For domestic politics, refer to the foreign bureau

[youtube http://www.youtube.com/watch?v=2iDpsGNPO-I]

This is decreasingly surprising, but Al Jazeera is picking up where the more traditional American news organizations are failing. In this case, I’m referring to our third-party presidential candidates — I know! Can you believe we have those? — and the debate they held last night in Chicago:

Tuesday’s debate was hosted by the Free and Equal Elections Foundation, a group promoting a more open electoral process, and moderated by talk show host Larry King.

“It’s a two-party system, but not a two-party system by law,” King said. Obama and Romney were also invited, but declined to attend.

The participants included former Salt Lake City mayor Rocky Anderson, former Virginia congressman Virgil Goode, former New Mexico governor Gary Johnson, and Green Party nominee Jill Stein, who ran against Romney in Massachusetts in 2002.

When asked about the Pentagon’s budget, during the debate, all four candidates agreed that military spending should be cut. Goode was perhaps the most circumspect; the other candidates called for big cuts.

For instance, Johnson said military spending should be cut by 43 per cent.

Goode, who voted to authorise the war in Iraq in 2003, said: “If I’m elected president … part of the cuts have to be in the Deparmtent of Defence. We cannot do as Mitt Romney and Paul Ryan suggest. I support a strong defence but we need to retrench rather than being the policeman of the world.”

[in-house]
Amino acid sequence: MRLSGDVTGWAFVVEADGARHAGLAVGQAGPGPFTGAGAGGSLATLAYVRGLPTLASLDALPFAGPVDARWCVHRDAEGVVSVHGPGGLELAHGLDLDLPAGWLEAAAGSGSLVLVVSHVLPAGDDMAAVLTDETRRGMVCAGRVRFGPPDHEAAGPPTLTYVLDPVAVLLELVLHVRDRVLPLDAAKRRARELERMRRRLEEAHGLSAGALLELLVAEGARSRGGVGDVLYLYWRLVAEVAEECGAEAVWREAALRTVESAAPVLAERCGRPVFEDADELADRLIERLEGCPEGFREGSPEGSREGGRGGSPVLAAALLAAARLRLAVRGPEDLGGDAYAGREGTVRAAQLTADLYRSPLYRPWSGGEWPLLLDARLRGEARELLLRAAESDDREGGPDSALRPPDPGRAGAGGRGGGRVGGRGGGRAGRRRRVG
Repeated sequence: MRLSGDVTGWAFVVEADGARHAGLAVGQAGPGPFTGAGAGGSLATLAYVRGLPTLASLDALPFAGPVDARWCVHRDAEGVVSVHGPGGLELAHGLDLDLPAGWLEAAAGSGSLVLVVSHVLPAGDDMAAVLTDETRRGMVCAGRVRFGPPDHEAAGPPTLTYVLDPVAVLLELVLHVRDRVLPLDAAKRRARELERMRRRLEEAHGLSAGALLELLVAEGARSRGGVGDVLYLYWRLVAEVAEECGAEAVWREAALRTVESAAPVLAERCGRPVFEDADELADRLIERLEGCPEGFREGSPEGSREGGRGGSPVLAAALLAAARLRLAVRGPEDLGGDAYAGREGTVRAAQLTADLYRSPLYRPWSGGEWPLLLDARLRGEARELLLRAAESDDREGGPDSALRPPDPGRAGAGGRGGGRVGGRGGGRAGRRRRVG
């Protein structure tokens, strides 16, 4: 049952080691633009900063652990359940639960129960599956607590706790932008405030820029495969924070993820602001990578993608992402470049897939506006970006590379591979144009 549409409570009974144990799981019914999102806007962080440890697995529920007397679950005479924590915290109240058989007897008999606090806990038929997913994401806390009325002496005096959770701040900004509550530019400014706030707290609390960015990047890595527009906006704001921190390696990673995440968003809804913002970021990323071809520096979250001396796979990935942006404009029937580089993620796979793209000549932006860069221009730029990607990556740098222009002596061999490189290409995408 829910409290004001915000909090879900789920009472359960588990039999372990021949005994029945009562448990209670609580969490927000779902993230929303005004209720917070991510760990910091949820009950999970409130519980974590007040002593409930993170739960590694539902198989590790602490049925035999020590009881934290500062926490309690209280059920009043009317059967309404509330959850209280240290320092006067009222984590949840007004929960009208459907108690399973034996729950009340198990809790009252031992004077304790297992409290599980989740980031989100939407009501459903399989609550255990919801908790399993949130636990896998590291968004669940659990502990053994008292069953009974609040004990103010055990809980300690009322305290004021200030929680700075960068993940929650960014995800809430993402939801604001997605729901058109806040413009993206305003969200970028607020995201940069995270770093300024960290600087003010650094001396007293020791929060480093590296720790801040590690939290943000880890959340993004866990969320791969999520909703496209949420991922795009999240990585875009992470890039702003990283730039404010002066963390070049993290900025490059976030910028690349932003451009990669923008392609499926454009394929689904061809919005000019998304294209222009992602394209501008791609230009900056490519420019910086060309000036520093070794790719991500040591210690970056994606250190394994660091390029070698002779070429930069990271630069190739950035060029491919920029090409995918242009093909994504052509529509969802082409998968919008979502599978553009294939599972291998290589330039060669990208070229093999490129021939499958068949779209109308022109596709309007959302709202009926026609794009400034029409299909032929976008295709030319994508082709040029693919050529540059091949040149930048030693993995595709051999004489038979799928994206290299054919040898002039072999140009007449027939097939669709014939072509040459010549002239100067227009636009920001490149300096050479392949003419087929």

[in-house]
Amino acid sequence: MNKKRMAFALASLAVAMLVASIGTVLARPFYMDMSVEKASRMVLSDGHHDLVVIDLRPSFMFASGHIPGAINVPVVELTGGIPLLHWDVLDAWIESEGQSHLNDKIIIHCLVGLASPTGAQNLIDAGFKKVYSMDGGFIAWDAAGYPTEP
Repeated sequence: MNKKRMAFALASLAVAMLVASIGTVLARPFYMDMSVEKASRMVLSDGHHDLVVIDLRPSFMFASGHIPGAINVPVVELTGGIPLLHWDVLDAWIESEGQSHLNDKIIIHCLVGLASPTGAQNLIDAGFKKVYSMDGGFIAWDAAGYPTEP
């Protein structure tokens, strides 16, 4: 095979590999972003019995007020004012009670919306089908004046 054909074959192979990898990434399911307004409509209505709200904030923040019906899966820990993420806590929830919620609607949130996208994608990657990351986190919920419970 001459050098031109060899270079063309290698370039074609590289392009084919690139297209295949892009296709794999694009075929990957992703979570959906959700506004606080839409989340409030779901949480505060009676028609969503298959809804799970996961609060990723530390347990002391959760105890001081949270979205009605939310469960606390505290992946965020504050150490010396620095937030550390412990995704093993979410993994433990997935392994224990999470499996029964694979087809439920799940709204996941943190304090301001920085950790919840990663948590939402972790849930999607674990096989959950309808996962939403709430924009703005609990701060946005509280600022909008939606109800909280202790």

In response, Johnson said: “The biggest threat to our national security is the fact that we’re bankrupt.” He supports a 43 per cent reduction in military spending – 2003 spending levels, he pointed out.

Stein, the Green Party nominee, said: “A foreign policy based on militarism … is making us less secure, not more secure. We need to cut the budget and bring the troops home.”

I have to say, I really like the tenor of these statements, even if I’m not personally persuaded yet that, say, a 43% military budget reduction is exactly what we need to do at the moment. (I’m not a priori against it, either. But 43% is a very big number.)

It’s truly a shame that the only networks to broadcast the event live were Al Jazeera and Russia Today.